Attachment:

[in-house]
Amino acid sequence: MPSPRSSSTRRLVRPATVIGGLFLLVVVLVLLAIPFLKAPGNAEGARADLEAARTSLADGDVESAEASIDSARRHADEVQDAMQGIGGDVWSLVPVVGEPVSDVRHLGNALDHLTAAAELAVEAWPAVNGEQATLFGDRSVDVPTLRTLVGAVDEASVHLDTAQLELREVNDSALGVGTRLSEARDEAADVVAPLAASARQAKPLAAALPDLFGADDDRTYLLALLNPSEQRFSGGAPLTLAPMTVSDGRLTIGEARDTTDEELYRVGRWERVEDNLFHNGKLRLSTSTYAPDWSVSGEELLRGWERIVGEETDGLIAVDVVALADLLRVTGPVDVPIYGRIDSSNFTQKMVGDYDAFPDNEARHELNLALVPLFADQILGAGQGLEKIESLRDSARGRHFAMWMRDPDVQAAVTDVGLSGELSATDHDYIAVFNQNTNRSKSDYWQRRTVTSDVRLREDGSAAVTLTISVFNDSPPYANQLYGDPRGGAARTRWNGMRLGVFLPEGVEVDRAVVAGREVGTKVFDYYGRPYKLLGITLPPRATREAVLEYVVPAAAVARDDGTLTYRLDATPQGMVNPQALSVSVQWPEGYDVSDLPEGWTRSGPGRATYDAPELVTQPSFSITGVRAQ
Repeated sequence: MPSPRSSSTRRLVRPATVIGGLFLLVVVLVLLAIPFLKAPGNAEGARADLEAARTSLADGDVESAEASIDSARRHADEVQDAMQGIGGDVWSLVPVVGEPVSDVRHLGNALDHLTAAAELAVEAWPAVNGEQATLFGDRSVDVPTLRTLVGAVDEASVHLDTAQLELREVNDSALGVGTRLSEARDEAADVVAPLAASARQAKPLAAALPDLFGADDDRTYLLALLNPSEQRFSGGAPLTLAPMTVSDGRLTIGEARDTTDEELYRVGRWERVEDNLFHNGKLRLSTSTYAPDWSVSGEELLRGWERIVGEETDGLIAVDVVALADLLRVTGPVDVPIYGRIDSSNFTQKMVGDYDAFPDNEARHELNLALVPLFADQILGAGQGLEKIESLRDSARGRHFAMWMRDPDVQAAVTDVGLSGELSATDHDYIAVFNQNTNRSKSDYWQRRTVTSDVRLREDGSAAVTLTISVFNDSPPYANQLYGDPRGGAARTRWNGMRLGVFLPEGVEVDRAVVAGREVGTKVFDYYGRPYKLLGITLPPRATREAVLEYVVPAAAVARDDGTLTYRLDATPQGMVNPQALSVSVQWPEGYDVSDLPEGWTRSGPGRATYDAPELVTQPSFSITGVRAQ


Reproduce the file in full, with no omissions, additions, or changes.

[in-house]
Amino acid sequence: MPSPRSSSTRRLVRPATVIGGLFLLVVVLVLLAIPFLKAPGNAEGARADLEAARTSLADGDVESAEASIDSARRHADEVQDAMQGIGGDVWSLVPVVGEPVSDVRHLGNALDHLTAAAELAVEAWPAVNGEQATLFGDRSVDVPTLRTLVGAVDEASVHLDTAQLELREVNDSALGVGTRLSEARDEAADVVAPLAASARQAKPLAAALPDLFGADDDRTYLLALLNPSEQRFSGGAPLTLAPMTVSDGRLTIGEARDTTDEELYRVGRWERVEDNLFHNGKLRLSTSTYAPDWSVSGEELLRGWERIVGEETDGLIAVDVVALADLLRVTGPVDVPIYGRIDSSNFTQKMVGDYDAFPDNEARHELNLALVPLFADQILGAGQGLEKIESLRDSARGRHFAMWMRDPDVQAAVTDVGLSGELSATDHDYIAVFNQNTNRSKSDYWQRRTVTSDVRLREDGSAAVTLTISVFNDSPPYANQLYGDPRGGAARTRWNGMRLGVFLPEGVEVDRAVVAGREVGTKVFDYYGRPYKLLGITLPPRATREAVLEYVVPAAAVARDDGTLTYRLDATPQGMVNPQALSVSVQWPEGYDVSDLPEGWTRSGPGRATYDAPELVTQPSFSITGVRAQ
Repeated sequence: MPSPRSSSTRRLVRPATVIGGLFLLVVVLVLLAIPFLKAPGNAEGARADLEAARTSLADGDVESAEASIDSARRHADEVQDAMQGIGGDVWSLVPVVGEPVSDVRHLGNALDHLTAAAELAVEAWPAVNGEQATLFGDRSVDVPTLRTLVGAVDEASVHLDTAQLELREVNDSALGVGTRLSEARDEAADVVAPLAASARQAKPLAAALPDLFGADDDRTYLLALLNPSEQRFSGGAPLTLAPMTVSDGRLTIGEARDTTDEELYRVGRWERVEDNLFHNGKLRLSTSTYAPDWSVSGEELLRGWERIVGEETDGLIAVDVVALADLLRVTGPVDVPIYGRIDSSNFTQKMVGDYDAFPDNEARHELNLALVPLFADQILGAGQGLEKIESLRDSARGRHFAMWMRDPDVQAAVTDVGLSGELSATDHDYIAVFNQNTNRSKSDYWQRRTVTSDVRLREDGSAAVTLTISVFNDSPPYANQLYGDPRGGAARTRWNGMRLGVFLPEGVEVDRAVVAGREVGTKVFDYYGRPYKLLGITLPPRATREAVLEYVVPAAAVARDDGTLTYRLDATPQGMVNPQALSVSVQWPEGYDVSDLPEGWTRSGPGRATYDAPELVTQPSFSITGVRAQ